SGA discusses campus violence

Student Government Association (SGA) heard two presentations at its March 25 meeting.

The first was from a representative of greenDOT, a model of campus violence prevention. The second was an open floor proposition from Mike Tracey, junior political science major, who advocated for the creation of a Campus Police Review board.

GreenDOT began at the University of Kentucky and was the project of Dorothy Edwards, director of the university’s Violence Intervention and Prevention Center.

“Women on campus face a disproportionately high chance of experiencing violence,” Edwards said.

She likened incidents of campus violence, sexual or otherwise, to red dots on a map, using the movie “Outbreak” as an example.

“Every action, behavior and decision that contributes to violence is a red dot,” Edwards said. “A single choice, behavior or action that actively and visibly contributes to safety is a green dot.”

She also said that in the three years greenDOT has been in place, studies conducted have shown that students exposed to greenDOT respond significantly better in “red dot situations,” though it will take another year of data collection to find out if the number of violent occurrences decrease.

“The problem is that potential green dots are staying passive,” Edwards said. “This is a challenge and a plea. Find a way to step into this initiative. If most of you in elected leadership positions walk away and say ‘it’s not my problem,’ I promise you the red dots will multiply.”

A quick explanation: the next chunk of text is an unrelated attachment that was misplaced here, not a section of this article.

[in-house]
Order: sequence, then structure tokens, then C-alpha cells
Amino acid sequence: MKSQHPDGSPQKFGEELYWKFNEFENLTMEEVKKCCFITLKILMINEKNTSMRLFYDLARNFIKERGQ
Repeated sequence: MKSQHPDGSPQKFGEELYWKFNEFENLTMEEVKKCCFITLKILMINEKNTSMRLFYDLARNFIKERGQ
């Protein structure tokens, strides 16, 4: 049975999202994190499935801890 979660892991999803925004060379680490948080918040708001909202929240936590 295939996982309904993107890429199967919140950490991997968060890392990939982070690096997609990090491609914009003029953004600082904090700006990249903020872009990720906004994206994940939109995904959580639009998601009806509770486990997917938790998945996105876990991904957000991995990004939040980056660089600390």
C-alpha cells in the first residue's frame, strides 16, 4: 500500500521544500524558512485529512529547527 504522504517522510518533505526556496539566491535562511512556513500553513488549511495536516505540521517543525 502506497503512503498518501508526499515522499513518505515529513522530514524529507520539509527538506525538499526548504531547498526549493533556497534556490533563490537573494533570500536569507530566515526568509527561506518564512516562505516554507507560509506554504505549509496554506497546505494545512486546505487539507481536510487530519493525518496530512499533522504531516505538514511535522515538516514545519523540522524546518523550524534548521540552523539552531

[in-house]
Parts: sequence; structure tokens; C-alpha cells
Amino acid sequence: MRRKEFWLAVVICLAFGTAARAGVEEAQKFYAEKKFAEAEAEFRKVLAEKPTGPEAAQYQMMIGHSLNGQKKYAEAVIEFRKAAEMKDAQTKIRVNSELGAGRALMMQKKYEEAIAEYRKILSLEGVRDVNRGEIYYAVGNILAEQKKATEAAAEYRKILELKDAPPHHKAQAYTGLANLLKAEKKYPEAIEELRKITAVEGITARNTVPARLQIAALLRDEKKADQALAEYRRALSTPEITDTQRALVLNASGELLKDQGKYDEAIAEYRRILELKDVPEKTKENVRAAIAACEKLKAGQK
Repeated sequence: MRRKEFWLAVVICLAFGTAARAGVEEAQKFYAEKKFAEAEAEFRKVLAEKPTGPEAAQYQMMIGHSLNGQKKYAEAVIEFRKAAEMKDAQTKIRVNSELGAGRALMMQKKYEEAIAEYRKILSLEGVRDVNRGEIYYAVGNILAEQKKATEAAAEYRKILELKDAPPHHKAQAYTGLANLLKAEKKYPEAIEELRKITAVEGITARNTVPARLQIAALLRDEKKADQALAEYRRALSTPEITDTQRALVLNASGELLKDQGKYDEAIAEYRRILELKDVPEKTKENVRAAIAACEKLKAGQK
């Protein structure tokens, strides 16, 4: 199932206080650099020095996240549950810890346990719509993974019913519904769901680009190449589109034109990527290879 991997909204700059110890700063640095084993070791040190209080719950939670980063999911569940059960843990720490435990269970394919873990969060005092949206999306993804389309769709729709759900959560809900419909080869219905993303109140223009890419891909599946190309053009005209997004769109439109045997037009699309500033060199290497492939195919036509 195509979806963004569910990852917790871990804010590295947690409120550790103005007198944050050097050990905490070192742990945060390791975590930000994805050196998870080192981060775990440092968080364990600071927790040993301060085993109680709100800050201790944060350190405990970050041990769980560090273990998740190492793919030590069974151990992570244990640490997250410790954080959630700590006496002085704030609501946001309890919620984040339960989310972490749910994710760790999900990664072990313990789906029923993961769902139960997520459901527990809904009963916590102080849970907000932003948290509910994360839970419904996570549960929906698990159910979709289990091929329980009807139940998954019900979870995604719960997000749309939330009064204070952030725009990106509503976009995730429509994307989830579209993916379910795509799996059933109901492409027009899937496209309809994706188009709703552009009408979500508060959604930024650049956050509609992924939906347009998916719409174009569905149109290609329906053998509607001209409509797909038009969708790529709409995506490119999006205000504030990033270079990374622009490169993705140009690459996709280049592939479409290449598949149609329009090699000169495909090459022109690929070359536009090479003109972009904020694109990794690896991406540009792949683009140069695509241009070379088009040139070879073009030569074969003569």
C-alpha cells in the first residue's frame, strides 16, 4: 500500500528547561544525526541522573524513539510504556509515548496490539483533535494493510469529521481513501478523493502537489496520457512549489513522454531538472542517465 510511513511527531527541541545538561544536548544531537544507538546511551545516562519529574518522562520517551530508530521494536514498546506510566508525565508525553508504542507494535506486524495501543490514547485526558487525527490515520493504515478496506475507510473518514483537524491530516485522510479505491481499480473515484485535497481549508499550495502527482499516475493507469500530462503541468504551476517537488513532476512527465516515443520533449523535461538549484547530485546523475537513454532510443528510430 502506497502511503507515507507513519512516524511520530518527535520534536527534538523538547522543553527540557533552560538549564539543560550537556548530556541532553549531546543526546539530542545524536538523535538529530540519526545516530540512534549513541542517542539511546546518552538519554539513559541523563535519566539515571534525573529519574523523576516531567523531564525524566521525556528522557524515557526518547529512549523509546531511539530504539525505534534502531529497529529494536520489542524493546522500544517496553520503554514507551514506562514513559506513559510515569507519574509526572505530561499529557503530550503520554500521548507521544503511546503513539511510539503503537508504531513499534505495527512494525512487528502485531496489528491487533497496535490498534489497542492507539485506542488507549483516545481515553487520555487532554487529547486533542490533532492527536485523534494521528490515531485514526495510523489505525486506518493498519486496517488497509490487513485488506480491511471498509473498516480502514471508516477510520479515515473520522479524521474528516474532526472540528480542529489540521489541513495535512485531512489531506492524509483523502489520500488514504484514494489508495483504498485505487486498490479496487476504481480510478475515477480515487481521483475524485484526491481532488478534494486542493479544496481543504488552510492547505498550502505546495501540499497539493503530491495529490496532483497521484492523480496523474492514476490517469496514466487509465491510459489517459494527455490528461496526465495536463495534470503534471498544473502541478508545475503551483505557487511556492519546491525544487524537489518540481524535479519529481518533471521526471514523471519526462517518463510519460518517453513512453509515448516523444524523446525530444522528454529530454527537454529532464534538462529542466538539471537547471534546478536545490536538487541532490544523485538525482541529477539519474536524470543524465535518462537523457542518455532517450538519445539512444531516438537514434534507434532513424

Edwards’ plea was met with general agreement by SGA.

“The speaker was dynamic. I think that (greenDOT) is something our campus can embrace,” Billy Plastine, SGA executive vice president, said.

After passing three bills and showing tremendous support for the creation of an informal Economics Club, SGA turned its collective eye to Tracey, who took advantage of the open floor to deliver a proposal.

“In the name of fostering a better relationship between students and police officers at the College of New Jersey, I propose the creation of a Campus Police Review Board,” Tracey said.

This suggestion was inspired by Tracey’s arrest at last month’s Ann Coulter lecture, though Tracey maintains that it would be a good idea even if it had never occurred.

“If a student has a complaint regarding police conduct, he or she must endure a long and cumbersome process,” Tracey said. He proceeded to question the practicality of having an institution be exclusively responsible for investigating itself.

“Where is the guarantee for transparency and accountability?” Tracey asked.

Tracey elaborated on what he had in mind for the board, using the University of California Berkeley’s Campus Police Review Board as an example.

“This board would be comprised of students, faculty, College administrative officials and law enforcement personnel. It would operate under the domain of the SGA, and the students who sit on the board would be elected by their peers,” Tracey said.

The proposition was met with generally positive regard from SGA.

“I think his proposal has the potential to enhance the relationship between students and the Campus Police as honesty and integrity become the prime motivating factors for all involved,” Joshua Breslin, sophomore class vice president, said.